But I love the way he meets up with "Einstein" on a gradually melting ice floe. The Einstein character vaguely reminded me of The Caretaker from Kubrick's excellent "The Shining". But I also loved his drollery and idle threats by showing Crighton the dangers of travelling through random wormholes and expecting to find Earth in the right place and the right term based on his current perception of his reality.

    Instead, Einstein demonstrates how a turn of events in the past can ultimately affect his present and future. Einstein shows Crighton what might have happened on his first day on Moya, and because Crighton already knows what happened on that first day in his reality, he is prepared to react to things that he wasn't expecting first time round, thus changing his timeline of events.

    And this doesn't affect his time on Moya but also his younger days at school at dating girls; in one reality everyone has a high regard for him, and thinks he's great in bed; in another slightly altered reality via a different wormhole he is despised and ridiculed in bed.

    There's lots of technobabble mumbo-jumbo of course, but for some strange reason it is irresistible, and I was yearning for more, even though the set design for Crighton and Einstein probably cost no more than 20 quid!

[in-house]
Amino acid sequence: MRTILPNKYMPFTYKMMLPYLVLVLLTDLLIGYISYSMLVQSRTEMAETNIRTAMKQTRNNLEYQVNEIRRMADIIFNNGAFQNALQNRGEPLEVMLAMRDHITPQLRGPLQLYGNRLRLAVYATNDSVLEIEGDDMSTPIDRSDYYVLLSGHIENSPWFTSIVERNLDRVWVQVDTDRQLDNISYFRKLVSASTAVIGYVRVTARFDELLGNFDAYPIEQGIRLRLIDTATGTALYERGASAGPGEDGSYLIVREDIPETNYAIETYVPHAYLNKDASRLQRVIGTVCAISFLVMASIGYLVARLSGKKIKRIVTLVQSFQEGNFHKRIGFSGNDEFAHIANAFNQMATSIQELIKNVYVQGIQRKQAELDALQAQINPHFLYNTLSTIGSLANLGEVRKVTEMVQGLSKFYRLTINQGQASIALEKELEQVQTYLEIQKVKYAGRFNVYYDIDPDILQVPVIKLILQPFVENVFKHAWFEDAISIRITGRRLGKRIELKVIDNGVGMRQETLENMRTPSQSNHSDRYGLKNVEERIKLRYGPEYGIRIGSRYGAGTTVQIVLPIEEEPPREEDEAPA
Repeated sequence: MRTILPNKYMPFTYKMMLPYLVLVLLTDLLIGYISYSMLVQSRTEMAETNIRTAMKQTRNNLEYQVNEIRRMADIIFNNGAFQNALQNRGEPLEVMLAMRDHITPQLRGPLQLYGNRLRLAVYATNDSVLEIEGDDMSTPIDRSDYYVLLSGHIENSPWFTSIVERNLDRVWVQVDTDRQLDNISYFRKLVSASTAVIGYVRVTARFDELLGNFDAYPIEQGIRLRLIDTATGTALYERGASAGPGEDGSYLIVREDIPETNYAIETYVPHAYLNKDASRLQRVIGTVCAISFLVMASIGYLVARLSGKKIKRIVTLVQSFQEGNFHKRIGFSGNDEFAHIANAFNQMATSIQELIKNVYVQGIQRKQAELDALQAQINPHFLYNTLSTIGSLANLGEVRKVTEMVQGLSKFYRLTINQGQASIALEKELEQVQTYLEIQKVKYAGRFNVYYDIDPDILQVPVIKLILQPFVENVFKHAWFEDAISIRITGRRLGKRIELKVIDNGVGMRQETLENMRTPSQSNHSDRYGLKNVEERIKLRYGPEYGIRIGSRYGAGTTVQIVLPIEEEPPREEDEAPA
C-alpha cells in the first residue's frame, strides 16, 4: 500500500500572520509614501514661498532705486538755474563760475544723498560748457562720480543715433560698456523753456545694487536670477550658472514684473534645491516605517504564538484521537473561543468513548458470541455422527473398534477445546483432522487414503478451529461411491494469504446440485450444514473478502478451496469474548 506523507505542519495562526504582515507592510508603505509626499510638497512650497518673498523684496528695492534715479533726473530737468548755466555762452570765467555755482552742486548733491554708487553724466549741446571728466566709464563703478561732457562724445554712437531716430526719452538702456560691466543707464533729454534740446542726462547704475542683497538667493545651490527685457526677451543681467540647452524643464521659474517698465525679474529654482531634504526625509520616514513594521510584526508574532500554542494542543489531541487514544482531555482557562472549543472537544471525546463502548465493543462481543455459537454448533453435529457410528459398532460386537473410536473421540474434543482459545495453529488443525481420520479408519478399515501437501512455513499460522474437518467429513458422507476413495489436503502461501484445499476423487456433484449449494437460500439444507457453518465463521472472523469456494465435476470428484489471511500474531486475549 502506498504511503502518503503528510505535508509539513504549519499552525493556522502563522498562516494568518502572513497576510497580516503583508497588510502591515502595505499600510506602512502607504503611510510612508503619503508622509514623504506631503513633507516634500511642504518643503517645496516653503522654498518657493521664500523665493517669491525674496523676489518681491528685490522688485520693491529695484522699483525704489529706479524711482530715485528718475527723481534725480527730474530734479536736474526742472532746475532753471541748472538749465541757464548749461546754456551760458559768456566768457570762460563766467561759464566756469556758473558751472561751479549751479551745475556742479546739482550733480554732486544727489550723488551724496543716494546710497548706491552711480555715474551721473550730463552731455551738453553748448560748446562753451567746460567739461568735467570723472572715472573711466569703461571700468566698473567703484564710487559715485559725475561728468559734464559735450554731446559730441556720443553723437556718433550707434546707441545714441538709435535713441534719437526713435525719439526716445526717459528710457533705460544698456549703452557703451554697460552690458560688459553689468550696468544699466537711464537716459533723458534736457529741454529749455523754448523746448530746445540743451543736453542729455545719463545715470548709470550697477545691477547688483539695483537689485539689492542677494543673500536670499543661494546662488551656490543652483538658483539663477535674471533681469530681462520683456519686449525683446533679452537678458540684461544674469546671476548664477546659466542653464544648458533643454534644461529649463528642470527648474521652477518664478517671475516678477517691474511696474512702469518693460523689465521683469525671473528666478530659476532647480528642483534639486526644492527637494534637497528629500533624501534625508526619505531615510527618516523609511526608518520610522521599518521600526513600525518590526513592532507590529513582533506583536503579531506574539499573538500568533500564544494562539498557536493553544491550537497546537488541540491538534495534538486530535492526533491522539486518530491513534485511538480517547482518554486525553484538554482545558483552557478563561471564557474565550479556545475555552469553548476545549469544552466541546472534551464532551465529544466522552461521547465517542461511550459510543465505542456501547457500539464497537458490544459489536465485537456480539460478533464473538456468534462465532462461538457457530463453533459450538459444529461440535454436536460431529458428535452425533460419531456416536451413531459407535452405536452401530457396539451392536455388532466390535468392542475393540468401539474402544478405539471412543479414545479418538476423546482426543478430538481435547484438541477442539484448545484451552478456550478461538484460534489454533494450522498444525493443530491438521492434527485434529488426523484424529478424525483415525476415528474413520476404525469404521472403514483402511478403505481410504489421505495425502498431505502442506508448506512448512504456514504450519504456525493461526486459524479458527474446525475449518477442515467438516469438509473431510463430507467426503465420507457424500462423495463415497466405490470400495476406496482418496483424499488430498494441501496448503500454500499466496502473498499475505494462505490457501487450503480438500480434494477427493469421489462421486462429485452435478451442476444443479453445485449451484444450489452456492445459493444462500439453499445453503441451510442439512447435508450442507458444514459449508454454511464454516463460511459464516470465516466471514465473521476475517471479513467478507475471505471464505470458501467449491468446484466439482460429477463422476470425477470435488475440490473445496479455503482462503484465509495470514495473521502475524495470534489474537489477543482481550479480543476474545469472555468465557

It was great to see cameos from the much missed Crais, Braca, Jool, Stark and Zhaan, but especially Crais- the show isn't quite the same without him. And to a lesser extent I miss Braca for being the arse-licking goody-two-shoes!

    A great episode that deserves repeat viewings - very thought provoking with a good mix of action scenes from the gang playing different characters in the same gang thanks to John's wormhole unrealised realities.

    And the good thing is that this is a two-parter: for the first time in a long time I really can't wait for the next episode!

  4. And we are back on track.

    I love that we see Aeryn resuming her English lessons using John's journal, readying to go back to the commitment she gave the other John, when/if he lets her back into his heart. Aeryn is trying harder than ever to "be more".

    This episode warrants repeat watchings due to its relationship to upcoming episodes. The unrealized realities and John's reaction to them were great for character building, and to provide some comic relief.

    Claudia was really good at playing Chiana, had her mannerisms down pat, took me a few seconds to realise it was Gigi that first scene.

    In the end John inadvertently leverages the wormhole knowledge he received from Einstein to find Earth, and having the heavy responsibility to tbe Ancients to prevent this knowledge getting into Peacekeeper, Scarran, Nebari or other warlike races reinforced.

    Loved that at the end John identifies not as Bucker Rogers or Luie Sywalker but as Dorothy Gale, someone forever changed by being pulled from all that was safe and familiar into another world where he has made strange new friends and epic enemies; such that home can never feel like the home it was.

    Love this one.